Recent statistics reflect a slight decrease in overall worker deaths in road construction zones. However, the threat of the construction equipment itself still outweighs that posed by passing motorists, with 38 percent of road work fatalities caused by other workers, according to the Department of Transportation.

Backing hazards
One of the leading causes of work zone fatalities continues to be backing up without proper supervision. Construction vehicles, like trucks, are difficult to safely maneuver in a confined space like a roadside work zone because of their size. Without taking the proper precautions, workers hidden from the driver's line of sight can easily be struck while the vehicle is moving in reverse. Dump trucks backing up without the correct use of a spotter are frequently implicated in work zone fatalities. To avoid these injuries, workers must follow basic rules for work zone activity and communication, some of which may already be standard construction safety products on their job site. This includes:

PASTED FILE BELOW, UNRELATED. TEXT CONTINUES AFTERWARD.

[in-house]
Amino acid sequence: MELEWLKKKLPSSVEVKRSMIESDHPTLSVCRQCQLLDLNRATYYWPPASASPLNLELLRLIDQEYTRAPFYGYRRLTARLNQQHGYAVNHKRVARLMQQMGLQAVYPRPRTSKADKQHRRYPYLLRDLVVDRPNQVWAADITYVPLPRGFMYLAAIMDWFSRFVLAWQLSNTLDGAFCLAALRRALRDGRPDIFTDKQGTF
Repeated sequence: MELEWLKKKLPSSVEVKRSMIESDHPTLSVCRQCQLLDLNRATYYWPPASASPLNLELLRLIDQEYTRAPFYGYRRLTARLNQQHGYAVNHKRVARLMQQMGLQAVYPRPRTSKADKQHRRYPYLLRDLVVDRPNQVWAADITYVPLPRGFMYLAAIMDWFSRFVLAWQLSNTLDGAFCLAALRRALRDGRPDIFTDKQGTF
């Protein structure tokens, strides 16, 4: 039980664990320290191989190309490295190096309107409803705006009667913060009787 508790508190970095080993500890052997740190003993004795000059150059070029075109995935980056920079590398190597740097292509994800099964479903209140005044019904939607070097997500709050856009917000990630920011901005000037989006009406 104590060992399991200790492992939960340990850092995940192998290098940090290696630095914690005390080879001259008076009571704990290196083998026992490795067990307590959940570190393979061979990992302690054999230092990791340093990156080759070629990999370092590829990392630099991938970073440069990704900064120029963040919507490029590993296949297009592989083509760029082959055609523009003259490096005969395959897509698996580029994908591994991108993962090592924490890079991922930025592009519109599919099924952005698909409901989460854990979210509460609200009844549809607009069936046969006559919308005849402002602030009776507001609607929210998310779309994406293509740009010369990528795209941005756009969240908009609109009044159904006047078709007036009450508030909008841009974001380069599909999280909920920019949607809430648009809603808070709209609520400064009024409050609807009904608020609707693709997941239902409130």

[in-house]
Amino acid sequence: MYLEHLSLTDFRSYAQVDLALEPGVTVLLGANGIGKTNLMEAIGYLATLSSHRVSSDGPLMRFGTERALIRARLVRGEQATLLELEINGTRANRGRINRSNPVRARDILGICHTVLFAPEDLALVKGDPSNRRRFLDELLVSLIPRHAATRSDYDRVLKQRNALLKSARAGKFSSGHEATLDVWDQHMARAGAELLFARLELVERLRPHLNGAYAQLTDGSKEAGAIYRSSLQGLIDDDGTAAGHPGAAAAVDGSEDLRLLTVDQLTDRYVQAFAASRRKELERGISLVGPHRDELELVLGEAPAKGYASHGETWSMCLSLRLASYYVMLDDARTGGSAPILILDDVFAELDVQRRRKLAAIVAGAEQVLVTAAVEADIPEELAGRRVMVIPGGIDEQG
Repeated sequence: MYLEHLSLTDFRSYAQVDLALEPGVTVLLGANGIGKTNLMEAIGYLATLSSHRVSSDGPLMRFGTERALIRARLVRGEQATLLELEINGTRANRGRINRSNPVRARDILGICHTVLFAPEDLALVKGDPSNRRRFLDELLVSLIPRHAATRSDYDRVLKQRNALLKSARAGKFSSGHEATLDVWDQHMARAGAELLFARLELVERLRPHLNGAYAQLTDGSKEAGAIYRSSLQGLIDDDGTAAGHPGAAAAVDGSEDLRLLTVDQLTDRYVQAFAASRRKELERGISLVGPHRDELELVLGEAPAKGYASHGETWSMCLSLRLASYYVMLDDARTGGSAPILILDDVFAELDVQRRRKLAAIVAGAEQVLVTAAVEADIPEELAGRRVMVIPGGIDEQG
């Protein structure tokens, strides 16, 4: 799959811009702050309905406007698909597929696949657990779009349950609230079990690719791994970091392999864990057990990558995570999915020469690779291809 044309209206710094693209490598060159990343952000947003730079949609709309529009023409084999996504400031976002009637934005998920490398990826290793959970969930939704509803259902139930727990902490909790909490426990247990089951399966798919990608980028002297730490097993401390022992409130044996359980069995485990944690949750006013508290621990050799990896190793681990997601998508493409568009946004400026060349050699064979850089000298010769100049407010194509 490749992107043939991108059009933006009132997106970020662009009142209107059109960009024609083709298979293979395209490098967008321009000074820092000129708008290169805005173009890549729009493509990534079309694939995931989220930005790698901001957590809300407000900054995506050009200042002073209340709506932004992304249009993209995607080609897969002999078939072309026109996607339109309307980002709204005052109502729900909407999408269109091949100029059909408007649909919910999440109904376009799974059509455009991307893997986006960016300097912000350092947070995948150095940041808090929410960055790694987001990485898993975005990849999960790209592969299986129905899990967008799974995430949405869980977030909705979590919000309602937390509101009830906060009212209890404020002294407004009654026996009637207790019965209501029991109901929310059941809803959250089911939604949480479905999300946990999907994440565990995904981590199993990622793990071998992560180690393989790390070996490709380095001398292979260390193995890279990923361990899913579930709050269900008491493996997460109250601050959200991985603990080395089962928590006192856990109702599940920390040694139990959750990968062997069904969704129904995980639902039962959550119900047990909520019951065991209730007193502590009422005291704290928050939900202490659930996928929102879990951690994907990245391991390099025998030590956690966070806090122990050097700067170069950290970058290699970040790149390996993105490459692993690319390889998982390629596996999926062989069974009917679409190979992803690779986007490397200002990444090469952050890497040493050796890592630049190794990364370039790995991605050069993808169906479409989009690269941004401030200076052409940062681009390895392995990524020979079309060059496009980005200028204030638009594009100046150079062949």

• Wearing high-visibility clothing at all times when at work on a road construction site
  • Proper communication between drivers and spotters, as well as anyone else working on foot. Review hand signals and basic spotting procedures before heading to the work site and adhere to these protocols strictly
  • Drivers should always be aware of their surroundings and make eye contact before moving in any direction in a work zone

"Most road construction deaths happen during the day."

Night work
A great deal of road work is often completed at night, when traffic and the summer heat are generally less of an issue. Since nighttime naturally creates lower visibility conditions to work in, common sense would assume more injuries and fatalities associated with night work. Statistically, it is quite the opposite. The DOT found that as much as 70 percent of road construction deaths from 2003-2007 happened during the day. The risks were greater during the day even for commercial traffic traveling through work zones. While night work requires different precautions compared to working during the day, these data demonstrate the importance of staying focused on safety at all hours while in a work zone.

Passing through and collisions